In my humble opinion…
On April 25, an estimated 1.1 million women and men gathered in Washington,
DC on the national mall for the March to Save Women’s Lives. March organizers
estimate that the march drew as many women as the historic 1995 Million Man
March, where organizers claimed there were an estimated 2 million participants.
Regardless of the count accuracy, one salient point is true: The struggle
for women’s reproduction and abortion rights has secured its prominent
place in the American and global public policy discourse with new energy, leaders,
and activists: Black people, other women of color, and self-professed Christian
For the first time in the history of the reproduction rights movement people
of color, specifically, prominent Black leaders and organizations have entered
the movement on the side of pro-abortion activists. When first grappling with
the issues surrounding the abortion movement, my dear friend and well-respected
political operative stated, “As a woman, my life and women’s lives
are much broader than abortion and reproductive health is bigger than abortion.”
Is the fight for women’s reproductive rights and health a shift in the
agenda of women’s rights activists…abortion rights supporters…or
Is the fight for women’s reproduction rights equivalent to the fight
for freedom led by organizations like the Southern Christian Leadership Council
(SCLC) and National Association for the Advancement of Color People (NAACP)?
Are the moral values taught on Sunday mornings by Black protestant preachers
outdated now that Black elite organizations and leaders have aligned themselves
with the abortion rights movement…reproduction rights movement?
Loretta Ross, executive director of the National Center for Human Rights Education
and the first African American woman to co-direct a national protest for choice
stated prior to the march, “Women of color support the right to choose
and women's right to not be enslaved by the unborn. I would have participated…even
if the event organizers hadn't reached out to include women of color in leadership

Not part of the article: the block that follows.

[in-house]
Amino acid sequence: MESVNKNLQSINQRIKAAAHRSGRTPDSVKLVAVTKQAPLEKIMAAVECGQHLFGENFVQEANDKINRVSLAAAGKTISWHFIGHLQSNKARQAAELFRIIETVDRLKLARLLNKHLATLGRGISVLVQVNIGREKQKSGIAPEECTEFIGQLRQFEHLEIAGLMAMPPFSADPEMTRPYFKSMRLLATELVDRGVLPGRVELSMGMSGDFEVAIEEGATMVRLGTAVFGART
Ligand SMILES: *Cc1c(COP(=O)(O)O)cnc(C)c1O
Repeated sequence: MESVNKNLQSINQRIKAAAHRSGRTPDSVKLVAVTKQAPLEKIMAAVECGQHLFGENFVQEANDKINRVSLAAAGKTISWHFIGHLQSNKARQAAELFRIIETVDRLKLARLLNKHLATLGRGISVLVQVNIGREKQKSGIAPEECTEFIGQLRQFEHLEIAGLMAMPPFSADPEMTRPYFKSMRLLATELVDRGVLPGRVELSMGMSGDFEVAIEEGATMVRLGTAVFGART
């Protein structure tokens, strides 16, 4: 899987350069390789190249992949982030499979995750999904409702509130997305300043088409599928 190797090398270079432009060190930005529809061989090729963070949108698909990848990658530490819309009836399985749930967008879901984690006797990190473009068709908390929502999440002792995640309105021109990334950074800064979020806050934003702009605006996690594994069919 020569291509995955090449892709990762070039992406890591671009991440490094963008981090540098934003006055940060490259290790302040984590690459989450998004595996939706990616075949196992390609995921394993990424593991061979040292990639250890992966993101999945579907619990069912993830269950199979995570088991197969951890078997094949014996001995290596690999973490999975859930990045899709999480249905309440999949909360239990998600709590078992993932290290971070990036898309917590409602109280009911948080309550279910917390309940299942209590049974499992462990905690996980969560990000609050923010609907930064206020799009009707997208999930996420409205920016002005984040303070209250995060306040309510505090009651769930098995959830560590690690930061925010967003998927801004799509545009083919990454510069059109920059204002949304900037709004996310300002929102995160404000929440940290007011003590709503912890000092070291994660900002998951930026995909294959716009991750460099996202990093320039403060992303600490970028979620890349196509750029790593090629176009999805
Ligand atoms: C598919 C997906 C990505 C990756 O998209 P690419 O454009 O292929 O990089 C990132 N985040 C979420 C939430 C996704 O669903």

roles. But I'm pleased that while we are marching for the right to choose,
other issues will also be present, like how hard it is for poor women, who
are mostly women of color, to raise children without any real social services."
Last February, the NAACP National Board of Directors passed a resolution that
stated, "A woman denied the right to control her own body is denied equal
protection of the law, a right the NAACP has fought for and defended for nearly
100 years." Prior to the march, NAACP Chairman Julian Bond stated, "I
am proud to lead an NAACP delegation to this important event. The NAACP has
long been determined to ensure that women of color face no obstacles in accessing
every kind of health care; the right to reproductive choice and control of
her own body is one of the most important."
The Apostle Paul wrote, “Everything is permissible, but not everything
is beneficial. Everything is permissible, but not everything is constructive.
Nobody should seek his own good, but the good of others.” Paul goes on
to write, “do not cause anyone to stumble, whether Jews, Greeks or the
Church of God—even as I try to please everybody in every way. For I am
not seeking my own good but the good of many, so that they may be saved.”
The Black Women’s Health Imperative, a march co-sponsor and the only
national organization devoted solely to the health of America’s Black
women and girls states, “The time is now for Black women to make an unmistakable
show of public support for our reproductive rights, health and self-determination.”
In place of a statement directly from President Bush, The White House issued
a statement that read, "The president believes we should work to build
a culture of life in America and regardless of where one stands on the issue
of abortion, we can all work together to reduce the number of abortions through
promotion of abstinence-education programs, support for parental-notification
laws and continued support for banning partial-birth abortion.”
I wonder if this generation has determined the lessons on freedom taught from
the pulpits of the 1960’s has gone through a revolutionary change as
elite Black leaders and organizations choose to side with a movement concentrated
on replacing our President, regardless of whether the movement is aligned with
issues that challenge their Biblical lessons and moral beliefs.
Is the desire to remove President Bush from office worth broadening the issues
of the abortion rights movement to include the equal access to health services
and prevention information for Black women and other women of color?
Should Blacks and people of color chance allowing another generation of people
from a different group of the American melting pot, the dominant culture in
America, to change Christian Believers allegiance, Biblical interpretations,
or the definition of the fight for freedom and equality in America and around
the world or does it behoove Blacks, women of color, and self-professed Christian
Believers to get involved in the fight for freedom on their own terms?
Part One of a Three Part Series